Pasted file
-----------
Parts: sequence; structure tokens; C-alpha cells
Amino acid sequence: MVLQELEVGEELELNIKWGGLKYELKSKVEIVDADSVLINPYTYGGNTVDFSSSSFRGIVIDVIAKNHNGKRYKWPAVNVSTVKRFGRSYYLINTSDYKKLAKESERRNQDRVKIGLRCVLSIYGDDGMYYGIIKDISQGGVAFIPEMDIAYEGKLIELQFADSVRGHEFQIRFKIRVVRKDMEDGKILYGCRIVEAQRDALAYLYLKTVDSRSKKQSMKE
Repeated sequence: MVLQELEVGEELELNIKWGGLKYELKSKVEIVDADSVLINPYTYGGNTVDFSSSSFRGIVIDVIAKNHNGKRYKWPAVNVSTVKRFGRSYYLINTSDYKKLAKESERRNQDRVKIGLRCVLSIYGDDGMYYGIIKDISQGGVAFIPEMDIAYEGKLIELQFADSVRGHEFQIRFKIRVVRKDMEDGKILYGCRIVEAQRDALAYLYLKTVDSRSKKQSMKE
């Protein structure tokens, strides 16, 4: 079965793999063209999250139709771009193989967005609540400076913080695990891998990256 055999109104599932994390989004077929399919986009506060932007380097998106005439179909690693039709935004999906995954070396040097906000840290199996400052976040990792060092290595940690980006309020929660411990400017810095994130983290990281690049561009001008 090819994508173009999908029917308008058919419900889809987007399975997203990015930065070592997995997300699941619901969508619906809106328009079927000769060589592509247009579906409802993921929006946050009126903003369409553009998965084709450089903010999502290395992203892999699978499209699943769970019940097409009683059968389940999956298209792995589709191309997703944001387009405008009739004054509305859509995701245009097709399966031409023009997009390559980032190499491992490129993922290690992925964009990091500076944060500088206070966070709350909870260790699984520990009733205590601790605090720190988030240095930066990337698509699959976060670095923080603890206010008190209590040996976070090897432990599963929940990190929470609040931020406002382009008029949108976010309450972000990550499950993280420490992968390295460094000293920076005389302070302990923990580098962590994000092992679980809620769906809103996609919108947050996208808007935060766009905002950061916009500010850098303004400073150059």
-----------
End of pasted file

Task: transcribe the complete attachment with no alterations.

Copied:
Parts: sequence; structure tokens; C-alpha cells
Amino acid sequence: MVLQELEVGEELELNIKWGGLKYELKSKVEIVDADSVLINPYTYGGNTVDFSSSSFRGIVIDVIAKNHNGKRYKWPAVNVSTVKRFGRSYYLINTSDYKKLAKESERRNQDRVKIGLRCVLSIYGDDGMYYGIIKDISQGGVAFIPEMDIAYEGKLIELQFADSVRGHEFQIRFKIRVVRKDMEDGKILYGCRIVEAQRDALAYLYLKTVDSRSKKQSMKE
Repeated sequence: MVLQELEVGEELELNIKWGGLKYELKSKVEIVDADSVLINPYTYGGNTVDFSSSSFRGIVIDVIAKNHNGKRYKWPAVNVSTVKRFGRSYYLINTSDYKKLAKESERRNQDRVKIGLRCVLSIYGDDGMYYGIIKDISQGGVAFIPEMDIAYEGKLIELQFADSVRGHEFQIRFKIRVVRKDMEDGKILYGCRIVEAQRDALAYLYLKTVDSRSKKQSMKE
């Protein structure tokens, strides 16, 4: 079965793999063209999250139709771009193989967005609540400076913080695990891998990256 055999109104599932994390989004077929399919986009506060932007380097998106005439179909690693039709935004999906995954070396040097906000840290199996400052976040990792060092290595940690980006309020929660411990400017810095994130983290990281690049561009001008 090819994508173009999908029917308008058919419900889809987007399975997203990015930065070592997995997300699941619901969508619906809106328009079927000769060589592509247009579906409802993921929006946050009126903003369409553009998965084709450089903010999502290395992203892999699978499209699943769970019940097409009683059968389940999956298209792995589709191309997703944001387009405008009739004054509305859509995701245009097709399966031409023009997009390559980032190499491992490129993922290690992925964009990091500076944060500088206070966070709350909870260790699984520990009733205590601790605090720190988030240095930066990337698509699959976060670095923080603890206010008190209590040996976070090897432990599963929940990190929470609040931020406002382009008029949108976010309450972000990550499950993280420490992968390295460094000293920076005389302070302990923990580098962590994000092992679980809620769906809103996609919108947050996208808007935060766009905002950061916009500010850098303004400073150059």